SEATTLE -- The Seattle City Council today approved a temporary increase in electric rates in response to this year’s unexpected rise in wholesale electricity prices.
The 0.4-cents-per-kilowatt-hour rate adjustment amounts to an 8-10 percent increase, or about $3 per month for the average residential City Light customer. The increase for low-income customers is 0.2 cents per kilowatt-hour.
“This is a short-term response to high power costs,” said Heidi Wills, chair of the City Council’s Energy and Environmental Policy Committee. “Fortunately, we have a long-term strategy in place that will make this increase temporary.”
The power-cost adjustment will take effect Jan. 1 and could be removed within about 18 months.
The ordinance passed by the council also contains a provision that would set aside a maximum of $500,000 from the power cost adjustment revenues to fund existing or new City Light conservation programs. “Conservation is key to breaking away from the wholesale market,” Wills said. “Every kilowatt-hour we conserve is one that we don’t have buy.”
Wholesale electricity prices in the Western United States rose to unprecedented levels this year, driven up by high demand, low supply and the instability of California’s newly deregulated electric utility market. Prices that had been holding steady for several years at $20-$30 per megawatt-hour soared at times this summer to more than $1,000 per megawatt-hour. Prices have moderated some, but are still reaching the $200 range.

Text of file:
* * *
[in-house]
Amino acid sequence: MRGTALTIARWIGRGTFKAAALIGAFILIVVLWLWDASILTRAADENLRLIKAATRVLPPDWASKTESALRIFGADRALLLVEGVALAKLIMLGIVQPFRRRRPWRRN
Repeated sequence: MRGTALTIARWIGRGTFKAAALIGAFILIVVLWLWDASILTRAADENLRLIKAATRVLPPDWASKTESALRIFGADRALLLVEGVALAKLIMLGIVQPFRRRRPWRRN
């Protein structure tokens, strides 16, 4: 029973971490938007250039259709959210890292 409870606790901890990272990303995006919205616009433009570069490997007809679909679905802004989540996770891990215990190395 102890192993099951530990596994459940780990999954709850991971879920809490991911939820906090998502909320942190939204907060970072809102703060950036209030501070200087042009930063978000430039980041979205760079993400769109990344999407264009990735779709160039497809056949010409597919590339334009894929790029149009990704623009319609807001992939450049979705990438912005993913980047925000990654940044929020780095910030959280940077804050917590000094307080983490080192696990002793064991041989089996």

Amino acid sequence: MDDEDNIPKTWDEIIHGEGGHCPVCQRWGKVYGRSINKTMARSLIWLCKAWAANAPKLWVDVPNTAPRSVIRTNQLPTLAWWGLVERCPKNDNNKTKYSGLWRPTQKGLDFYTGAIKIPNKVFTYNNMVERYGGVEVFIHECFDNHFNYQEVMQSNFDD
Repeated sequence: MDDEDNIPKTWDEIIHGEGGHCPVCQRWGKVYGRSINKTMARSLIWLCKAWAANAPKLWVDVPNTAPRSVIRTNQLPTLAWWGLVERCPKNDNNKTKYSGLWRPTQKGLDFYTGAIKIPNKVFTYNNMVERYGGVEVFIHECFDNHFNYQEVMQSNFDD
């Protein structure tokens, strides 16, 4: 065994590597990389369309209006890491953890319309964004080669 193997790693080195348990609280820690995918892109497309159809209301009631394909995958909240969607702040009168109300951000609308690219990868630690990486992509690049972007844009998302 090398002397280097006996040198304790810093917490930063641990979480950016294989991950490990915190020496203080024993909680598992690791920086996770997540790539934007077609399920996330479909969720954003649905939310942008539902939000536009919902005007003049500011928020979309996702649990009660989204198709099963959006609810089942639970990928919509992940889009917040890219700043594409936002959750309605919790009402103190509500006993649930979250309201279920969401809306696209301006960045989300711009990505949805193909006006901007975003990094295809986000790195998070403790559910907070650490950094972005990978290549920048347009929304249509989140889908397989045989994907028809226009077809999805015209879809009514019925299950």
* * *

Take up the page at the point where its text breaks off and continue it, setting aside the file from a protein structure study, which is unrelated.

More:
City Light’s power costs have increased by more than $55 million this year and are expected to run about $15 million ahead of projections in 2001.
“The good news is that City Light is taking steps to reduce its need for wholesale power,” Wills said. “We will increase conservation, develop new renewable resources, buy more power from the Bonneville Power Administration and get some of the output of a new combustion turbine. That means less reliance on expensive wholesale power in the future. Even with the power cost adjustment, City Light rates remain the lowest among the nation’s 25 largest urban areas.”
City Light’s own dams produce most but not all of the power needed to serve its customers. The utility currently buys about 15 percent of its power from the wholesale market. But that small percentage consumes about 40 percent of City Light’s power budget.
The utility is moving to secure long-term contracts for power supplies that would make it independent from the wholesale market within just a few years.